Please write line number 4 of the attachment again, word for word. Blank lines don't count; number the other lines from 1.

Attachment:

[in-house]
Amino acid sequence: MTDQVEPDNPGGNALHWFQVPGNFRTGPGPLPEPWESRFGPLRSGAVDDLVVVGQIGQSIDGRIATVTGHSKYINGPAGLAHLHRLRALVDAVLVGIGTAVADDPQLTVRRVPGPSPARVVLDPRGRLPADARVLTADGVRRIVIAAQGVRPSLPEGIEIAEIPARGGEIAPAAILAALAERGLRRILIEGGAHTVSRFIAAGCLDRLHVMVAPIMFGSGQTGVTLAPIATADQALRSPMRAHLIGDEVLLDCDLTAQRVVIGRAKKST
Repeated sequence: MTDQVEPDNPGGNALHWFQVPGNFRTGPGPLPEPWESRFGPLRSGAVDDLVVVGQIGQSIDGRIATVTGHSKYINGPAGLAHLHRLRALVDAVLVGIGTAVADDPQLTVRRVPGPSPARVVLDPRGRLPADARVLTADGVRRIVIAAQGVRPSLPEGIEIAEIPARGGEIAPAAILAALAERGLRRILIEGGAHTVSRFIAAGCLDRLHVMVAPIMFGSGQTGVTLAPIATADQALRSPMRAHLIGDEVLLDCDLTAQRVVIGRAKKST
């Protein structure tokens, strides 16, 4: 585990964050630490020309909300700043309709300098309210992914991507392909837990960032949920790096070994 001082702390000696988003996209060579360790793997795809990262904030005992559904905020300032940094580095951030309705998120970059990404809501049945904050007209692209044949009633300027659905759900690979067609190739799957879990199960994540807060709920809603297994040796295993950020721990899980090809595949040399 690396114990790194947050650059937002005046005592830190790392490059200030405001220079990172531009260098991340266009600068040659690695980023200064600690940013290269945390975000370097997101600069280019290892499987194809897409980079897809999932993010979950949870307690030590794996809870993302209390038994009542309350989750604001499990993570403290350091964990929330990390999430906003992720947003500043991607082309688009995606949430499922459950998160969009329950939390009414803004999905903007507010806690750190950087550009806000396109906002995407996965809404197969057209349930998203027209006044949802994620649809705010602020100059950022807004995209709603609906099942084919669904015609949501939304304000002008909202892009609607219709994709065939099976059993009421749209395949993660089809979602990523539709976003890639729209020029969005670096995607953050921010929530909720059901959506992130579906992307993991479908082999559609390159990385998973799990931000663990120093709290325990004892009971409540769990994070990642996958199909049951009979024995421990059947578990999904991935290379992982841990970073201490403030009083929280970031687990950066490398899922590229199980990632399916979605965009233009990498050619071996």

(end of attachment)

């Protein structure tokens, strides 16, 4: 585990964050630490020309909300700043309709300098309210992914991507392909837990960032949920790096070994 001082702390000696988003996209060579360790793997795809990262904030005992559904905020300032940094580095951030309705998120970059990404809501049945904050007209692209044949009633300027659905759900690979067609190739799957879990199960994540807060709920809603297994040796295993950020721990899980090809595949040399 690396114990790194947050650059937002005046005592830190790392490059200030405001220079990172531009260098991340266009600068040659690695980023200064600690940013290269945390975000370097997101600069280019290892499987194809897409980079897809999932993010979950949870307690030590794996809870993302209390038994009542309350989750604001499990993570403290350091964990929330990390999430906003992720947003500043991607082309688009995606949430499922459950998160969009329950939390009414803004999905903007507010806690750190950087550009806000396109906002995407996965809404197969057209349930998203027209006044949802994620649809705010602020100059950022807004995209709603609906099942084919669904015609949501939304304000002008909202892009609607219709994709065939099976059993009421749209395949993660089809979602990523539709976003890639729209020029969005670096995607953050921010929530909720059901959506992130579906992307993991479908082999559609390159990385998973799990931000663990120093709290325990004892009971409540769990994070990642996958199909049951009979024995421990059947578990999904991935290379992982841990970073201490403030009083929280970031687990950066490398899922590229199980990632399916979605965009233009990498050619071996």